Nature follows a similar process in developing the psychological unity of a societal grouping as in the development of living beings. Sri Aurobindo notes: “She has provided first a natural body, next a common life and vital interest for the constituents of the body, last, a conscious mind or sense of unity and a centre or governing organ through which that common ego-sense can realise itself and act.”
Elements that are like to one another or located in a geographic region that forms a natural landmass for the aggregate are the primary bonding causes. “In earlier times when communities were less firmly rooted to the soil, the first of thee conditions was the more important. In settled modern communities the second predominates; but the unity of the race, pure or mixed — for it need not have been one in its origin — remains a factor of importance, and strong disparity and difference may easily create serious difficulties in the way of the geographical necessity imposing itself with any permanence. In order that it may impose itself, there must be a considerable force of the second natural condition, that is to say, a necessity of economic unity or habit of common sustenance and a necessity of political unity or habit of common vital organisation for survival, functioning and aggrandisement. And in order that this second condition may fulfil itself in complete force, there must be nothing to depress or destroy the third in its creation or its continuance. Nothing must be done which will have the result of emphasising disunity in sentiment or perpetuating the feeling of separateness from the totality of the rest of the organism; for that will tend to make the centre or governing organ psychologically unrepresentative of the whole and therefore not a true centre of its ego-sense. But we must remember that separatism is not the same thing as particularism which may well coexist with unity; it is the sentiment of the impossibility of true union that separates, not the mere fact of difference.”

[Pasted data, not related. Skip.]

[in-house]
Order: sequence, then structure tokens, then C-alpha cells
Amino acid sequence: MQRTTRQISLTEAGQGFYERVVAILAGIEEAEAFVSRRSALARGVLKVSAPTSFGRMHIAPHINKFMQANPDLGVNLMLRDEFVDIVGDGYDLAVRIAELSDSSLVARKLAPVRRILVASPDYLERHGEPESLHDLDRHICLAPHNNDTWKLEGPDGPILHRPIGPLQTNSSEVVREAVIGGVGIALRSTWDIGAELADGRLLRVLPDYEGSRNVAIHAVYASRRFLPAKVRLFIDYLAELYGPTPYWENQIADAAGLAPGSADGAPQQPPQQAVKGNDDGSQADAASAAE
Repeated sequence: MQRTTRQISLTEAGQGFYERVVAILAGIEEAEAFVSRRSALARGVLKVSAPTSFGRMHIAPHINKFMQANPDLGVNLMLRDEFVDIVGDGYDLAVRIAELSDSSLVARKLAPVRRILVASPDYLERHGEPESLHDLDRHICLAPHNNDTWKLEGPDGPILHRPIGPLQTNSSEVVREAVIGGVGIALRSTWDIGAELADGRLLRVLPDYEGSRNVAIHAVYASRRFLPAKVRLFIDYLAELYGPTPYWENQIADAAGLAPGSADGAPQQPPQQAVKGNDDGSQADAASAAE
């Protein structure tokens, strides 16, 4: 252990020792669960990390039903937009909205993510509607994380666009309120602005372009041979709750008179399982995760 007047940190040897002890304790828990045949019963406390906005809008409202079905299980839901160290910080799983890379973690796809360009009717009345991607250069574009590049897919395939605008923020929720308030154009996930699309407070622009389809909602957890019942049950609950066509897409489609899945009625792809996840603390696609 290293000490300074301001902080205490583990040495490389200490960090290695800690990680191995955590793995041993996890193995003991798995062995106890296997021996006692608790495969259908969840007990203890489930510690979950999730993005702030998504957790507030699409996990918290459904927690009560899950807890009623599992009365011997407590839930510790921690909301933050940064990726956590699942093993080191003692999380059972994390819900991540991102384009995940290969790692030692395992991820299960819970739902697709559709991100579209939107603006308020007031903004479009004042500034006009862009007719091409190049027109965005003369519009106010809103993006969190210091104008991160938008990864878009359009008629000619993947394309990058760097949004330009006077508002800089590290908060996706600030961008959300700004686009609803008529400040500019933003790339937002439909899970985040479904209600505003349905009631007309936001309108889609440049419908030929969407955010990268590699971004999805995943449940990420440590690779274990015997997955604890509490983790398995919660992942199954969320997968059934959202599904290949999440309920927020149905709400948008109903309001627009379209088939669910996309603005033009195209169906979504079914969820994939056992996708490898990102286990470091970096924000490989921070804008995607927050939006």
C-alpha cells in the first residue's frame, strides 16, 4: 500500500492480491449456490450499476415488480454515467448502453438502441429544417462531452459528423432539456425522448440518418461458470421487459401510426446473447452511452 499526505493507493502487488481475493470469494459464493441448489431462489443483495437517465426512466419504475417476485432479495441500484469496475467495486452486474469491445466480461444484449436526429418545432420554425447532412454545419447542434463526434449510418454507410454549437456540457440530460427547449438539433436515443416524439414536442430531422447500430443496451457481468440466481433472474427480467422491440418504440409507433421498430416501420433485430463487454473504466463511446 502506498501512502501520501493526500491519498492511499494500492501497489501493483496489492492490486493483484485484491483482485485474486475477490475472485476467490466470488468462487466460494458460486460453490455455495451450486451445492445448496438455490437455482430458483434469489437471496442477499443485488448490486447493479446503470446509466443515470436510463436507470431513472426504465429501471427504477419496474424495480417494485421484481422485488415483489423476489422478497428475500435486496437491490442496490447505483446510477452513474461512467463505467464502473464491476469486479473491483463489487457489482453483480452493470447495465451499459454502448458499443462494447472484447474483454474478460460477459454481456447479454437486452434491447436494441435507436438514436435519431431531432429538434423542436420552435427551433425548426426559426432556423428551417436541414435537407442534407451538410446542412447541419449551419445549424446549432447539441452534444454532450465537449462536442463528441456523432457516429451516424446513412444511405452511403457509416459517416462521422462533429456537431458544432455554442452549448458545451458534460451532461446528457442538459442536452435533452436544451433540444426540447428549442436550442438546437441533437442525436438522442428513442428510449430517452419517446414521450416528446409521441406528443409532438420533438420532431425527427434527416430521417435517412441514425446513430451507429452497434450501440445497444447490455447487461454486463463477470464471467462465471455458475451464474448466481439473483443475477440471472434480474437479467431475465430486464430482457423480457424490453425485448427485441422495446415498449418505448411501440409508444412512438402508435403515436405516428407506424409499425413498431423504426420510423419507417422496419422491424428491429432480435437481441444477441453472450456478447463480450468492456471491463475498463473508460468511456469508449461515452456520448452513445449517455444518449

Sri Aurobindo cites as an example of a heterogeneous nation that developed a considerable sense of unity in the development of the British nation, what is now called the United Kingdom. “The British nation has been composed of an English-speaking Anglo-Norman England, a Welsh-speaking Cymric Wales, a half-Saxon, half-Gaelic English-speaking Scotland and, very imperfectly, very partially, of a Gaelic Ireland with a mainly Anglo-Scotch colony that held it indeed by force to the united body but was never able to compel a true union.” In fact, Ireland eventually gained its own status as an independent nation. It must also be noted that in recent years, the focus on Scottish independence and a focus on the psychological difference from the English core of the nation have gained substantial force, due in part to parliamentary process that tended to under-value the Scottish region (at least in the minds of those seeking Scottish independence) and the centrifugal force of this idea working to break up the integrity of the nation unit. As Sri Aurobindo pointed out, the ego-sense of the aggregate is under pressure through emphasis of differences rather than common goals, needs or geographical realities.
Sri Aurobindo, The Ideal of Human Unity, Part I, Chapter 7, The Creation of the Heterogeneous Nation, pp. 55-57